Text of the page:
The effects of aerial application of fenitrothion on bird populations of a Scottish pine plantation
Research output: Contribution to journal › Article
|Number of pages||19|
|Journal||Journal of Applied Ecology|
|Journal publication date||1987|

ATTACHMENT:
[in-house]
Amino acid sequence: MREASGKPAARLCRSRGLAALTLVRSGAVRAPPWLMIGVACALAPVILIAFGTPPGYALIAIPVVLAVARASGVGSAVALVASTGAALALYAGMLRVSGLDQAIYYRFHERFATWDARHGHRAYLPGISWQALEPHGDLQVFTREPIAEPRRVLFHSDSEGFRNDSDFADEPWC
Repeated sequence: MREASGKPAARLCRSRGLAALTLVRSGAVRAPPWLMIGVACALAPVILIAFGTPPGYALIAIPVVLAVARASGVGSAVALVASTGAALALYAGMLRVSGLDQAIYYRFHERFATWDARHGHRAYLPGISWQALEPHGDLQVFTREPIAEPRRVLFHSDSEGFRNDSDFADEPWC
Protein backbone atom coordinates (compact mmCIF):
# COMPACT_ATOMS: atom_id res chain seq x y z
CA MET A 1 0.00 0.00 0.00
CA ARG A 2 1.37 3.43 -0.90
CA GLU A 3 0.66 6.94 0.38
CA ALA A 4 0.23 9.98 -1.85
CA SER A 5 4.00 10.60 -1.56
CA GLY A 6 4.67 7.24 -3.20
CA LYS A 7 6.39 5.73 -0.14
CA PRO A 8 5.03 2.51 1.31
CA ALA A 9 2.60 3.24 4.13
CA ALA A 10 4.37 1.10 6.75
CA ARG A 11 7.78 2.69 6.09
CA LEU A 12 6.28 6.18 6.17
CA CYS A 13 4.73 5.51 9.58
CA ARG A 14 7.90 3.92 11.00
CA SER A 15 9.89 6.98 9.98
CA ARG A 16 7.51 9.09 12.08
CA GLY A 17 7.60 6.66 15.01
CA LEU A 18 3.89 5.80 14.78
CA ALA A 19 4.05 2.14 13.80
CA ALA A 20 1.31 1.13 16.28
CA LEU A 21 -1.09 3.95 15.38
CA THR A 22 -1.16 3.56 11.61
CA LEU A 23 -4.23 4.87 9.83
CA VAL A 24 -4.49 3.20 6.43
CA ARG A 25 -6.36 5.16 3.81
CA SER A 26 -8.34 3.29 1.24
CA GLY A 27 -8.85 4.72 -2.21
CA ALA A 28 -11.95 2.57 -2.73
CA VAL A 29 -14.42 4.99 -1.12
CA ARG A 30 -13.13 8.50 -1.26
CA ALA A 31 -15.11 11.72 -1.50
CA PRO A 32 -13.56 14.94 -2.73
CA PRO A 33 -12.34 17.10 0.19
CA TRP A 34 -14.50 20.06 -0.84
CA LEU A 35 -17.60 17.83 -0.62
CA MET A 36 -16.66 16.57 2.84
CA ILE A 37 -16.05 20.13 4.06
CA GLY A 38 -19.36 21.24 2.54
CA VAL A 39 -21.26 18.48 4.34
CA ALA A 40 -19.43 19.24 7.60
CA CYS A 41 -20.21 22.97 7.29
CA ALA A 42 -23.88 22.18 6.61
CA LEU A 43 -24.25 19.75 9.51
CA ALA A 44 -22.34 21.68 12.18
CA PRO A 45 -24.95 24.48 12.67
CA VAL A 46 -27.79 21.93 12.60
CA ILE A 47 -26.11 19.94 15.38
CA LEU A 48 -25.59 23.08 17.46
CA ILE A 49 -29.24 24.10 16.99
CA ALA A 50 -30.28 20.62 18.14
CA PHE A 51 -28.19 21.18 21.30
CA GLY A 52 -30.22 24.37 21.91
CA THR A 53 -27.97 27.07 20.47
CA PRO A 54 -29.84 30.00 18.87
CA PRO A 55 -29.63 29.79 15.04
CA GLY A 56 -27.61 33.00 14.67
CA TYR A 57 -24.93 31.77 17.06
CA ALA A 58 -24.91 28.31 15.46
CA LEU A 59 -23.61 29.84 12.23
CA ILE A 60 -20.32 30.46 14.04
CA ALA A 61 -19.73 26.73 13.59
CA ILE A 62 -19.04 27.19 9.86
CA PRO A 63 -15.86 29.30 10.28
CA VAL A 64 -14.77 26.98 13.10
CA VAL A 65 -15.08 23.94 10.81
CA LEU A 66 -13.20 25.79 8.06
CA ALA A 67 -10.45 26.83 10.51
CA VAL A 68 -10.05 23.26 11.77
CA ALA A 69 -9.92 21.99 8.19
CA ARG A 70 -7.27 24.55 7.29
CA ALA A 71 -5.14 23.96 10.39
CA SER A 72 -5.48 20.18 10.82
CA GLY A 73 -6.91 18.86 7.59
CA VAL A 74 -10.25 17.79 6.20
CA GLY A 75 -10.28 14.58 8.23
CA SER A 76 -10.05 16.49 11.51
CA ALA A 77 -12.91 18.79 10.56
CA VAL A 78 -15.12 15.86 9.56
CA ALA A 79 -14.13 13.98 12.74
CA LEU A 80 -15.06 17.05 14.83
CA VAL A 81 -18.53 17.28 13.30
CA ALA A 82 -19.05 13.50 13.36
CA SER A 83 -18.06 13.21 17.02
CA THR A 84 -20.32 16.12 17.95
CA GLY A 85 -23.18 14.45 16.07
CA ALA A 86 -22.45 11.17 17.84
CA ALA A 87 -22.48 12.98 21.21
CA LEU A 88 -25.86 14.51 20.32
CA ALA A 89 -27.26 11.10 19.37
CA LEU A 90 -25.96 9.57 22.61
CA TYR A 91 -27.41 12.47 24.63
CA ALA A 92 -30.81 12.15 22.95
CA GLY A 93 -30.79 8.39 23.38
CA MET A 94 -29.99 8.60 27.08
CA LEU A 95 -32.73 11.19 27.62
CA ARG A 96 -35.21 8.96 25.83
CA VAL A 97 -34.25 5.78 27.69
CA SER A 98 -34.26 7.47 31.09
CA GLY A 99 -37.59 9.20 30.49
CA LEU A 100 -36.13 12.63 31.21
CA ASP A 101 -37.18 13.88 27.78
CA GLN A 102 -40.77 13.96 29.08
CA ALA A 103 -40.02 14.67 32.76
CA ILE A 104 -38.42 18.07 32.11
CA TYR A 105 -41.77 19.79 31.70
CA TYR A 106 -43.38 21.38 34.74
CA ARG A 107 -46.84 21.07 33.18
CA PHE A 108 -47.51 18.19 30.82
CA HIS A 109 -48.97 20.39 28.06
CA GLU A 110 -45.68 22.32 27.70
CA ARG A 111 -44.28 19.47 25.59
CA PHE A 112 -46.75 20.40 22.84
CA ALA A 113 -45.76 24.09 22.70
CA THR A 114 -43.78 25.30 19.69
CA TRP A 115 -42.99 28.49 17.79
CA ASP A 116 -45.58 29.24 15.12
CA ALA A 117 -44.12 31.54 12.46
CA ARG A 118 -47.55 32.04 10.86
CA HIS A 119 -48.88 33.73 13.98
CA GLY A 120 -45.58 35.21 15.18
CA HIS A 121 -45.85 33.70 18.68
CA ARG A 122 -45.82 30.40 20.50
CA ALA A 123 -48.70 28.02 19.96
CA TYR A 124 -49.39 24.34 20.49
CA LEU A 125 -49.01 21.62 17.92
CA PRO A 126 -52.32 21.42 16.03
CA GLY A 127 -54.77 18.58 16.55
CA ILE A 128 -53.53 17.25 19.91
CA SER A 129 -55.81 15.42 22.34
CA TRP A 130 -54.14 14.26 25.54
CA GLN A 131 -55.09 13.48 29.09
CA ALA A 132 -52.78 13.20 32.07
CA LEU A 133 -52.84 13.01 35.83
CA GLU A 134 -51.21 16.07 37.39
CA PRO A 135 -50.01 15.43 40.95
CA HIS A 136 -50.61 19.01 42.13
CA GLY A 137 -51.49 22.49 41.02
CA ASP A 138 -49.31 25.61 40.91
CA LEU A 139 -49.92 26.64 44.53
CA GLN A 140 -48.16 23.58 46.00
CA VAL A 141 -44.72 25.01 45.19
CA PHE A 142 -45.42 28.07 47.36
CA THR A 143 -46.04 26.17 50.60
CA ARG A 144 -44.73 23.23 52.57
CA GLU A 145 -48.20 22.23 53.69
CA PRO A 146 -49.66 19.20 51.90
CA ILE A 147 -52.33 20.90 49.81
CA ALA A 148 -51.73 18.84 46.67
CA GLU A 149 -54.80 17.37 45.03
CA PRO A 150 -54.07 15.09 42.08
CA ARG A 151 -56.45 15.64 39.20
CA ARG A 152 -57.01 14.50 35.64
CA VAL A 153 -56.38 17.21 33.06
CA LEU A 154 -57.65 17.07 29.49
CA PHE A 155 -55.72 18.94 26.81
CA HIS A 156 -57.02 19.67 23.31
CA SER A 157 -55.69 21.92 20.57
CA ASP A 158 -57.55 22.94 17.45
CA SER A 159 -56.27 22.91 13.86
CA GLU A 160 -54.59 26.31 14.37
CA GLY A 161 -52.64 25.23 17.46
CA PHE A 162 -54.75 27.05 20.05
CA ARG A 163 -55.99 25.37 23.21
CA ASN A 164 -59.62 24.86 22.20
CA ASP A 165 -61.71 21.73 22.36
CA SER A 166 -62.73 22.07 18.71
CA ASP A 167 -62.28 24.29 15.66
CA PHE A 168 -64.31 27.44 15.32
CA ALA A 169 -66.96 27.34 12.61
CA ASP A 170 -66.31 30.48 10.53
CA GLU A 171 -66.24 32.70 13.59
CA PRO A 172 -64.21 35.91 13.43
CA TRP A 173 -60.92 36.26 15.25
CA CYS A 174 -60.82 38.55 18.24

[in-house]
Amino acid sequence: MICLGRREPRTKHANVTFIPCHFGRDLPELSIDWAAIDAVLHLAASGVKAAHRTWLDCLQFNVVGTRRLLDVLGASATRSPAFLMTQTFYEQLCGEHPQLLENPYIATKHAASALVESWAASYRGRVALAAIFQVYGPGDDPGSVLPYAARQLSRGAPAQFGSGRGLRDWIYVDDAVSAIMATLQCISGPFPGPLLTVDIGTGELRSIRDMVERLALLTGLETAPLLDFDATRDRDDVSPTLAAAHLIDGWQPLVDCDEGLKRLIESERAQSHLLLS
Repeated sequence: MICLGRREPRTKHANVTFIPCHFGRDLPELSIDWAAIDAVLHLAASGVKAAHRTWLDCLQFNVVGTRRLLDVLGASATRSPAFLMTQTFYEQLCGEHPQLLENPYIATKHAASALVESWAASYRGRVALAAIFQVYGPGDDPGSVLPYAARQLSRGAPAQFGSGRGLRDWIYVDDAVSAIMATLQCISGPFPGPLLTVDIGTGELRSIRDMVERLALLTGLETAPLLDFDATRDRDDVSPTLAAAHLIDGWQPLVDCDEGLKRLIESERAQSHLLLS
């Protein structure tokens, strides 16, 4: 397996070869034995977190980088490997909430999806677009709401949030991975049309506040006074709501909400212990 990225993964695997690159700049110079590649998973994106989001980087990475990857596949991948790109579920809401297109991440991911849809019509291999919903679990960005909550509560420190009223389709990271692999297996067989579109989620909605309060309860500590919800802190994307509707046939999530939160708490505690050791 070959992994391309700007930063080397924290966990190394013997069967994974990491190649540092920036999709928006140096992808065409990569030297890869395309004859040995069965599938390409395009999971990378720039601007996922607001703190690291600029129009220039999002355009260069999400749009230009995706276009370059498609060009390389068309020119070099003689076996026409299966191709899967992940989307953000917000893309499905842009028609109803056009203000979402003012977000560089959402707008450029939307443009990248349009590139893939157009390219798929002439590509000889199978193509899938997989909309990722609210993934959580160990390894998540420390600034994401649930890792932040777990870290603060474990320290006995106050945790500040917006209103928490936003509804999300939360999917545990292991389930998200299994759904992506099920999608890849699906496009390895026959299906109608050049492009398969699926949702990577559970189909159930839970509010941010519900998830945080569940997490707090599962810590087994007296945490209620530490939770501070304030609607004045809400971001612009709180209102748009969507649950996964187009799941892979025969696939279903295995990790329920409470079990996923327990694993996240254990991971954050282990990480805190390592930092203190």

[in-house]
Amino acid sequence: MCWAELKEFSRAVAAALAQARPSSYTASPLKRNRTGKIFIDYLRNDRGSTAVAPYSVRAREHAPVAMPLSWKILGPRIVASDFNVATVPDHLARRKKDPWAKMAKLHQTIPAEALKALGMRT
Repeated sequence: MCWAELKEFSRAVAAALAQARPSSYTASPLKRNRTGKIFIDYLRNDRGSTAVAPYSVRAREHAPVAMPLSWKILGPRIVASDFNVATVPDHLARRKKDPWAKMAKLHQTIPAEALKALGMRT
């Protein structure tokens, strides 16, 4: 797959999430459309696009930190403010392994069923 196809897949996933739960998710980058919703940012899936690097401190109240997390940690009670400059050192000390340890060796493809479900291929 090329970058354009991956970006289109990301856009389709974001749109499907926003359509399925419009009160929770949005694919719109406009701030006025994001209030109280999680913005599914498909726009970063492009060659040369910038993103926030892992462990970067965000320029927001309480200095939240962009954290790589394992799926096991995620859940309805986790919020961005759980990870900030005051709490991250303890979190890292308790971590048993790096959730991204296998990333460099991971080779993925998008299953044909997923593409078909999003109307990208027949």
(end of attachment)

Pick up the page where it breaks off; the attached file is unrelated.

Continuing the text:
(1) Fenitrothion, an organophosphorus insecticide, has been used in Scotland to control outbreaks of pine beauty moth (Panolis flammea D. & S.) in lodgepole pine (Pinus contorta Loud.) plantations. Fenitrothion is applied at 300 g ha-1 from helicopters using ultra-low-volume techniques. This study (1982-84) investigated the effects of spraying on five species of passerine birds in two 70 ha plots, which were compared with two neighbouring unsprayed plots. (2) Annual changes in breeding-bird populations, as measured by Common Bird Census techniques, were not affected by fenitrothion. (3) Changes in the numbers of singing birds from 5 days before until 5 days after spraying were either not significantly different or were inconsistent between sprayed and unsprayed plots. (4) There were no differences in coal tits (Parus ater L.) breeding in nestboxes between sprayed and unsprayed plots, nor in the proportion of broods hatched or fledged, clutch size, or brood size at hatching or fledging. (5) Residues of fenitrothion were detected in two coal tit nestlings found dead within 4 days after spraying, but not in six others found 10-16 days later. (6) Regression analyses of nestling growth in weight, wing and tarsus measurements did not reveal significant effects of spraying, although a non-significant trend for slower growth resulting in a lower final weight was indicated for nestlings in sprayed plots. (7) Visiting rates by parent coal tits to their nests and the diets of their nestlings were examined using camera nestboxes. The differences between nests in unsprayed and sprayed areas were complex and could have been caused by factors other than spraying.